September 2, 2015 weblog
Not another new phone! But Nextbit's Robin is smarter
San Francisco-based Nextbit wants you to meet Robin, which they consider as the smarter smartphone. Their premise is that no one is making a smart smartphone; when you get so big it's hard to see the forest through the trees. let alone the cloud from the forest. They are here to make the difference.
Two outstanding features are highlighted—Robin makes running out of space history ("our smart storage solution that seamlessly expands as you add more to your phone") so that you keep your apps, your songs, your photos, and it keeps getting smarter. Robin has been launched as a Kickstarter campaign.
By learning the apps you use and the space you need, said the team, Robin offloads the stuff you don't use to the cloud. So you can have everything you want (in the cloud), and just what you need (on your phone).
Wired commented that those who opt for a Robin phone get a lot more storage than your hard drive. "You're getting a phone that's constantly backing up and synchronizing your stuff."
When you start running out of space on the phone Robin "intelligently" removes apps and photos you haven't used in a while, the team said. Robin knows they're already backed up safely. "If you ever want an offloaded app or photo back, no problem. Just tap on it and we restore the full version right away."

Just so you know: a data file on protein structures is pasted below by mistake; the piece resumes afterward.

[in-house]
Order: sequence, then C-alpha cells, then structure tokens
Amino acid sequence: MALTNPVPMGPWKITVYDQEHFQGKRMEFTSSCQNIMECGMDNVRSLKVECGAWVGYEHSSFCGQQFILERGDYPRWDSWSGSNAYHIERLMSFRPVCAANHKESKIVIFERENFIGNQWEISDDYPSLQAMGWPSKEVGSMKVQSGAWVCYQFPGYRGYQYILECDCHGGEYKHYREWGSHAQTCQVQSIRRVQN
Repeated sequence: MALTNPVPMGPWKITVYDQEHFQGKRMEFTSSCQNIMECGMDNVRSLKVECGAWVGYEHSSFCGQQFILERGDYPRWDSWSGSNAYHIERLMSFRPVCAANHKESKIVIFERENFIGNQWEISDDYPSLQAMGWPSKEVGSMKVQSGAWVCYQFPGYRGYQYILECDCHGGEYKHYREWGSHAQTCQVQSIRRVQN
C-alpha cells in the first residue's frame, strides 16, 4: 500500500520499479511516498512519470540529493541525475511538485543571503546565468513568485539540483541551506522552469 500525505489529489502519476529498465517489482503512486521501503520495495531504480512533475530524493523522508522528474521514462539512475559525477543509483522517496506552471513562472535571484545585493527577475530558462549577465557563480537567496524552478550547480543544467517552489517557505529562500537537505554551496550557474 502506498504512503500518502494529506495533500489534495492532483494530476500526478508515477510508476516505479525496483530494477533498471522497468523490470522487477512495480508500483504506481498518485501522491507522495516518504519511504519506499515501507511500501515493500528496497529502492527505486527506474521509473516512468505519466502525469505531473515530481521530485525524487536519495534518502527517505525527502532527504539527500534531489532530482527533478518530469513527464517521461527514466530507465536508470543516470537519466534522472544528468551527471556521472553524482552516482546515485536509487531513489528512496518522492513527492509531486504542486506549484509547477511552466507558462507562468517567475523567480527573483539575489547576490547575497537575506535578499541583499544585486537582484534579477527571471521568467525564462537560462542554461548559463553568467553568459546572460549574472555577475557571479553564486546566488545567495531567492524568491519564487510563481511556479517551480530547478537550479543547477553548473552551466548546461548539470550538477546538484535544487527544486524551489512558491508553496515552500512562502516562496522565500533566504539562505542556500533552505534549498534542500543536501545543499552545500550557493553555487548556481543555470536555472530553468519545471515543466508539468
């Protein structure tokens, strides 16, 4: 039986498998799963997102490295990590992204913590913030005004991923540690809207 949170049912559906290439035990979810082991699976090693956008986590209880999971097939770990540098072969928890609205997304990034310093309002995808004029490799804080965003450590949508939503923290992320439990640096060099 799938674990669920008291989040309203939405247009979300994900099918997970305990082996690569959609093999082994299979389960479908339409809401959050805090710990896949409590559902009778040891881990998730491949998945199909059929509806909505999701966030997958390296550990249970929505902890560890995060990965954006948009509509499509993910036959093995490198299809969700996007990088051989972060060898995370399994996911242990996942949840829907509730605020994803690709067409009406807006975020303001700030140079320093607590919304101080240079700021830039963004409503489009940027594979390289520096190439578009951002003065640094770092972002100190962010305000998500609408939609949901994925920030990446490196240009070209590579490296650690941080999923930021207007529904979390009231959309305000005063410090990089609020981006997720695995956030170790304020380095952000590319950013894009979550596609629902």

The company team behind Robin is proud that the phone has "zero bloatware." They said that "you won't find a single third-party app." Their conviction is that what is on the user's phone should be up to the user, not the vendor.
Ron Amadeo, who took a close look at the phone in Ars Technica, reported, "Nextbit told us they want to embrace the modding community, too, as they will allow users to unlock the phone's bootloader without voiding the warranty."
The team said the drivers are open source. "We think what you run should be up to you, so we've made it as easy as possible for you to customize Robin," they said.
Four tiny lights on the back provide confirmation that Robin is connected to the cloud and working, without interrupting. A LED on the bottom tells the user of important notifications, even if the phone is on silent and face down on a table.
This is an Android device running a Snapdragon processor by Qualcomm (Snapdragon 808). They said "It only uses what you need for what you're asking it to do, so it's always running optimally." They said it was engineered for long battery life.
The phones have front and rear cameras with"phase detection autofocus," to assure the user gets the shot intended even when things are moving fast.
They list the memory specs as 3GB RAM / 32 GB onboard / 100 GB online. The screen specs are: listed as 5.2" IPS LCD 1080p.
With 29 days to go they topped their goal of $500,000, at the time of this writing, with $543,893 pledged. They had offered the phone at an early adopter price of $299 but those are all gone.
A pledge of $349, with estimated delivery in February, gets a phone and charging cable. It comes with a special SIM tray and additional online storage (100GB total).
David Pierce, a senior staff writer, Wired, reported on his conversations with the team when he stopped by the company's San Francisco office. He said everyone at Nextbit explains the founding idea in almost exactly the same way, as "we're overdue for a smartphone software redesign." Pierce described their line of reasoning: By connecting your phone to the Internet at every corner of the operating system, the company thinks it can make your smartphone more powerful than its spec sheet, smarter, more personalized, infinitely extensible and expandable.
Nextbit was founded in 2012.
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